Take, for instance, Belarus, a small country sandwiched between Russia and European Union member Poland: President Alexander Lukashenko has shrugged off concerns about Covid-19, telling his people that hockey, vodka, and banya — a traditional sauna — are the best cures.
Lukashenko, who has ruled the country of 9.5 million people for more than a quarter of a century, has imposed few restrictions to prevent coronavirus from spreading further.
And Lukashenko himself hasn’t limited public appearances, opting to play in a hockey match on Saturday.
“I once mentioned that people need to go to banya to fight different viruses, this one included, since Covid-19 doesn’t like high temperatures and dies at +60 C, as the experts informed me,” Lukashenko said, adding that if you don’t have hand sanitizer, drink vodka.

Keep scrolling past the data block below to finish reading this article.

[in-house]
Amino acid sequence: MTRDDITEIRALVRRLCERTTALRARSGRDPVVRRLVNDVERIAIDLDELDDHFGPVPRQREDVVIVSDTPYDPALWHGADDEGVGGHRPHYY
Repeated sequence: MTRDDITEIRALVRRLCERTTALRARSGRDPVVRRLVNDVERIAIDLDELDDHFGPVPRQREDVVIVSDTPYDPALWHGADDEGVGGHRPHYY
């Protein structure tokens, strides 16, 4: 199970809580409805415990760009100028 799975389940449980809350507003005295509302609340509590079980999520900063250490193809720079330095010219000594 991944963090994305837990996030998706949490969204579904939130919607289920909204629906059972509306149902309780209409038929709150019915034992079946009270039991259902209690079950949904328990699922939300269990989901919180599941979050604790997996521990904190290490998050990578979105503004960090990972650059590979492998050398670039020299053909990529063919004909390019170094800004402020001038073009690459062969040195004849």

“When you get out of sauna you shouldn’t just wash your hands — down a shot of vodka,” he said. “I don’t drink myself, and I don’t advocate for it, but I’ll be okay with, it’s tolerable at least until Victory Day on May 9.”
Business as usual
Belarus has yet to close its borders — its response so far has been limited to a two-week quarantine order for all those arriving in the country. But all of its neighbors — Russia, Ukraine, Poland, Lithuania and Latvia — have shut theirs.
Work hasn’t stopped either, as Lukashenko is concerned at how the coronavirus response is hurting the global economy. He says he found inspiration in US President Donald Trump’s suggestion that the cure for Covid-19 should not be worse than the virus itself.
In post-Soviet Central Asia, some local strongmen have